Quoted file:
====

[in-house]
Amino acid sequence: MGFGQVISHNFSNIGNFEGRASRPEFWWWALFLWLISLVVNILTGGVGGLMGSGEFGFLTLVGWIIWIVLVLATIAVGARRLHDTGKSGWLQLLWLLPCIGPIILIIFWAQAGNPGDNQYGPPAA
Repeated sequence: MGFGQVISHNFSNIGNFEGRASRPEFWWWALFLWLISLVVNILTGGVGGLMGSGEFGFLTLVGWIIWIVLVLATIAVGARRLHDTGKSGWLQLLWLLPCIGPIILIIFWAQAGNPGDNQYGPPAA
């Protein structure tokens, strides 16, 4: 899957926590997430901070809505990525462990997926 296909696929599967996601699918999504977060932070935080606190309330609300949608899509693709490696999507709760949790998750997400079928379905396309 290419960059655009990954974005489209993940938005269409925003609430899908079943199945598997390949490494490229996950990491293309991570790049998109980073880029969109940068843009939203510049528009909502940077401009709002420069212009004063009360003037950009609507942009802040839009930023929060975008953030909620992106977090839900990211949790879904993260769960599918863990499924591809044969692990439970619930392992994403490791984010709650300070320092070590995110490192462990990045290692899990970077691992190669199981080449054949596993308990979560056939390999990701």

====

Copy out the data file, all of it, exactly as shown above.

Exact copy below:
[in-house]
Amino acid sequence: MGFGQVISHNFSNIGNFEGRASRPEFWWWALFLWLISLVVNILTGGVGGLMGSGEFGFLTLVGWIIWIVLVLATIAVGARRLHDTGKSGWLQLLWLLPCIGPIILIIFWAQAGNPGDNQYGPPAA
Repeated sequence: MGFGQVISHNFSNIGNFEGRASRPEFWWWALFLWLISLVVNILTGGVGGLMGSGEFGFLTLVGWIIWIVLVLATIAVGARRLHDTGKSGWLQLLWLLPCIGPIILIIFWAQAGNPGDNQYGPPAA
């Protein structure tokens, strides 16, 4: 899957926590997430901070809505990525462990997926 296909696929599967996601699918999504977060932070935080606190309330609300949608899509693709490696999507709760949790998750997400079928379905396309 290419960059655009990954974005489209993940938005269409925003609430899908079943199945598997390949490494490229996950990491293309991570790049998109980073880029969109940068843009939203510049528009909502940077401009709002420069212009004063009360003037950009609507942009802040839009930023929060975008953030909620992106977090839900990211949790879904993260769960599918863990499924591809044969692990439970619930392992994403490791984010709650300070320092070590995110490192462990990045290692899990970077691992190669199981080449054949596993308990979560056939390999990701």